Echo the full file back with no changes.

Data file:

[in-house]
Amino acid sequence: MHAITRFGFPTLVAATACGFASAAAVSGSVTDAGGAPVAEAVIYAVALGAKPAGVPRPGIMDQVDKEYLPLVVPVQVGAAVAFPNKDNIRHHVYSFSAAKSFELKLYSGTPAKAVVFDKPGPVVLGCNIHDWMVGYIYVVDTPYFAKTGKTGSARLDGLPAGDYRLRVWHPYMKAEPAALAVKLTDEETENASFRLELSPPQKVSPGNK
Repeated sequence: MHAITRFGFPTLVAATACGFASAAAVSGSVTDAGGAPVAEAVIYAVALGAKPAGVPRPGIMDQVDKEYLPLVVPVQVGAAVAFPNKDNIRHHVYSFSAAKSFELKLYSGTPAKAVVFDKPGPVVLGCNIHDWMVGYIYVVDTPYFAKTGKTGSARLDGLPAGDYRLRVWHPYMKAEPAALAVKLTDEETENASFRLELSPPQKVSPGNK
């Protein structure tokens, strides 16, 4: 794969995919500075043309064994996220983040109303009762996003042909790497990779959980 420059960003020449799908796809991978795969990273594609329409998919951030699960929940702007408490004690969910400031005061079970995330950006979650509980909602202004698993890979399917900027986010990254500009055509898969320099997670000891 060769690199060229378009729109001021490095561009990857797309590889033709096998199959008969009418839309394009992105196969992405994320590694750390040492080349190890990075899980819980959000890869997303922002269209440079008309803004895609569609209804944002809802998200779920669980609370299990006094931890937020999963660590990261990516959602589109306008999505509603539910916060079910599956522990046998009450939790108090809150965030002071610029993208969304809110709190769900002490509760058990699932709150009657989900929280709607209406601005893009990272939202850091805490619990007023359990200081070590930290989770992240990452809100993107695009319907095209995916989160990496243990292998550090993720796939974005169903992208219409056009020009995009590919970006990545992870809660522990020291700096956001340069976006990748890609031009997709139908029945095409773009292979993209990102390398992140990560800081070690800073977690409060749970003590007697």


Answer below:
[in-house]
Amino acid sequence: MHAITRFGFPTLVAATACGFASAAAVSGSVTDAGGAPVAEAVIYAVALGAKPAGVPRPGIMDQVDKEYLPLVVPVQVGAAVAFPNKDNIRHHVYSFSAAKSFELKLYSGTPAKAVVFDKPGPVVLGCNIHDWMVGYIYVVDTPYFAKTGKTGSARLDGLPAGDYRLRVWHPYMKAEPAALAVKLTDEETENASFRLELSPPQKVSPGNK
Repeated sequence: MHAITRFGFPTLVAATACGFASAAAVSGSVTDAGGAPVAEAVIYAVALGAKPAGVPRPGIMDQVDKEYLPLVVPVQVGAAVAFPNKDNIRHHVYSFSAAKSFELKLYSGTPAKAVVFDKPGPVVLGCNIHDWMVGYIYVVDTPYFAKTGKTGSARLDGLPAGDYRLRVWHPYMKAEPAALAVKLTDEETENASFRLELSPPQKVSPGNK
């Protein structure tokens, strides 16, 4: 794969995919500075043309064994996220983040109303009762996003042909790497990779959980 420059960003020449799908796809991978795969990273594609329409998919951030699960929940702007408490004690969910400031005061079970995330950006979650509980909602202004698993890979399917900027986010990254500009055509898969320099997670000891 060769690199060229378009729109001021490095561009990857797309590889033709096998199959008969009418839309394009992105196969992405994320590694750390040492080349190890990075899980819980959000890869997303922002269209440079008309803004895609569609209804944002809802998200779920669980609370299990006094931890937020999963660590990261990516959602589109306008999505509603539910916060079910599956522990046998009450939790108090809150965030002071610029993208969304809110709190769900002490509760058990699932709150009657989900929280709607209406601005893009990272939202850091805490619990007023359990200081070590930290989770992240990452809100993107695009319907095209995916989160990496243990292998550090993720796939974005169903992208219409056009020009995009590919970006990545992870809660522990020291700096956001340069976006990748890609031009997709139908029945095409773009292979993209990102390398992140990560800081070690800073977690409060749970003590007697």